Justice, Law, and Fellowship: From Coordination to Collaboration
“True peace is not the absence of tension: it is the presence of justice and brotherhood.” — Martin Luther King, Jr. (1955, 1958, 1961)
Dr. King spoke these words or similar ones on a number of occasions, usually when explaining the relationship between love, law, and civil disobedience. I invoke them here because of their affinity with the idea that law that successfully promotes the common good will not yield simply the absence of anarchy but the presence of fellowship.
In the first major chapter of Normative Jurisprudence, “Revitalizing Natural Law”, Robin West argues for “a reengagement of liberal and progressive lawyers with … the ethical inquiry into the nature of the common good furthered by just law.” This is a terrific project. But it is a more complicated project than either a casual reader or a sophisticated scholar might notice. There are at least two major kinds of complexity involved. One, to which West devotes some attention in the chapter, involves how to specify human good, common or individual. The other, which receives less attention, at least at this phase of the book, involves figuring out what is distinctively legal about a project to promote the common good. In this post, a bit about this second area of complexity. This is not to say that West herself does not appreciate the complexity of and need for sorting out the role of law in a quest for the common good.
West persuasively explains that just because the project of promoting the common good might also be a political one or an overall ethical one, that does not mean it is not also a legal one, a distinctively legal one, or one in which law plays a distinctive role. Throughout “Revitalizing Natural Law”, West emphasizes that achieving the common good, understood as arising from the demands of individual good, necessitates coordinated social action, of the sort law is uniquely positioned to bring about.
Individuals going it alone will not get very far in achieving their own good, notes West. A group of uncoordinated individuals who realize this problem need state-sponsored coordination, in the form of law, to ensure that each of them do better, which means that all of them will do better. Fair enough, as far as it goes. But there is a lot more to coordination, and to coordination implemented by law, than meets the eye.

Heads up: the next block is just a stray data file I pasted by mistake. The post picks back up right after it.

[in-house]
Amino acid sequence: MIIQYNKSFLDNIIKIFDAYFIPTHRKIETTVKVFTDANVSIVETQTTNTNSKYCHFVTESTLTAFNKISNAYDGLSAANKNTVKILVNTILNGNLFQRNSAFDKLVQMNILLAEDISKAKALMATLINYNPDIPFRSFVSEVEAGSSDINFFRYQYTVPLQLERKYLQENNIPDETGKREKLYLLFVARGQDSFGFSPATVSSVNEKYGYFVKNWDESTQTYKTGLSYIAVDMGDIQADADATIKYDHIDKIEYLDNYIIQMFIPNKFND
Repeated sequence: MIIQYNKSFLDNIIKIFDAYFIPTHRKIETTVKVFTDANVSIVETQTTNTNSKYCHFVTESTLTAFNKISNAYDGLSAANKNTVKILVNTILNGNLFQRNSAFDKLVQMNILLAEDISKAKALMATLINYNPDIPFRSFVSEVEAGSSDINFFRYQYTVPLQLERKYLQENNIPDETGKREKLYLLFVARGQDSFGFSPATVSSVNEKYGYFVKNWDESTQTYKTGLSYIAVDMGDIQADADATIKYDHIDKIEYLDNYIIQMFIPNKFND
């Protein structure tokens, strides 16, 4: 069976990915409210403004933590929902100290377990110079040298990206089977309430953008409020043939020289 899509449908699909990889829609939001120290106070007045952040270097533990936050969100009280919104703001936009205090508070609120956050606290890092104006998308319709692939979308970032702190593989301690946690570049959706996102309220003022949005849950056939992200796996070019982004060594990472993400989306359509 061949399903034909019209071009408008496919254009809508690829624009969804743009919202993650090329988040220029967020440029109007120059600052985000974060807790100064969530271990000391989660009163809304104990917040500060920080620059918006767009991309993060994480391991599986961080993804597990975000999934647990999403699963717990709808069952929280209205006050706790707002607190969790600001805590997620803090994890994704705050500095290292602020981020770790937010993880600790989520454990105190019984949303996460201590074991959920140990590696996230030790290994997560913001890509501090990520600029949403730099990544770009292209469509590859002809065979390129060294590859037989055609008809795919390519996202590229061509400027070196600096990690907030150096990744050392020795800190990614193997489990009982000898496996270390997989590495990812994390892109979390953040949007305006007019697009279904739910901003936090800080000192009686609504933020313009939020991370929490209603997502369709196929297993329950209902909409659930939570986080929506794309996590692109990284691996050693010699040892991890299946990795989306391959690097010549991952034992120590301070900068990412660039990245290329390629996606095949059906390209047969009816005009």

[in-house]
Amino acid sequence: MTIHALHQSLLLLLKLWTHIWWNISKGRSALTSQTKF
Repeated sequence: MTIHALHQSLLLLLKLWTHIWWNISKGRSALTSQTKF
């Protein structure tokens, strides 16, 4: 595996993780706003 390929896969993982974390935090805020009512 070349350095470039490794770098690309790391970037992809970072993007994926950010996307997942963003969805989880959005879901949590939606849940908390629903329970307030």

“Coordination” can be understand more or less thickly. A law dictating whether to drive on the left or the right coordinates thinly. It solves a problem whose solution does not impact the good in question: keeping traffic flowing. The content of the law does not matter, what matters is having one. The activities and instrumentalities involved are understood, practically speaking, largely similarly by all the participants.
Most of the time, though, there is a thicker connection between laws governing collective action or social activity and the content of the laws themselves. Laws against polluting the environment presuppose or stipulate agreement on foundational matters, including what constitutes pollution and how to demarcate the polluters from the environment. Laws regulating research on human subjects presuppose or stipulate agreement on what is research, who is human, and what it means to be a subject of another’s study.
To approach jurisprudence as West urges means noticing and taking quite seriously the role law and legal institutions – all of them, not just legislatures, but courts and agencies and review boards and prosecutors and juries and so on – play in coordinating both the understanding and the lived actuality of the activities and instruments law references. The good is rich stuff, and to get us to it, law must make it possible for us to proceed from strategic interaction in a coordinated setting (e.g. driving on the highway) to substantive cooperation (e.g. creating a functional and legitimate banking system). That sort of cooperation rests on shared background understandings of matters basic, diverse, and particularistic. To enable such cooperation law must not only invite and permit, but also foster, collaboration on a worldview sufficiently shared so that law has a shared meaning for law makers, law appliers, law enforcers, and law abiders (not that these four actors are always distinct and separate).
The flight from ethical normativity that West identifies in Normative Jurisprudence is part of a larger flight from normativity in general – including the normativity of meaning. How much agreement on meaning do we need in order to achieve just law that furthers the common good? What sort of legal actors and institutions do we need to get that agreement? In future posts during this celebration of Normative Jurisprudence, I will continue to examine these questions. I take inquiry into them to be part of the project West urges. I also expect that there will be sharp disagreement among liberal and progressive scholars about how much shared meaning we need and what we are willing to do get it.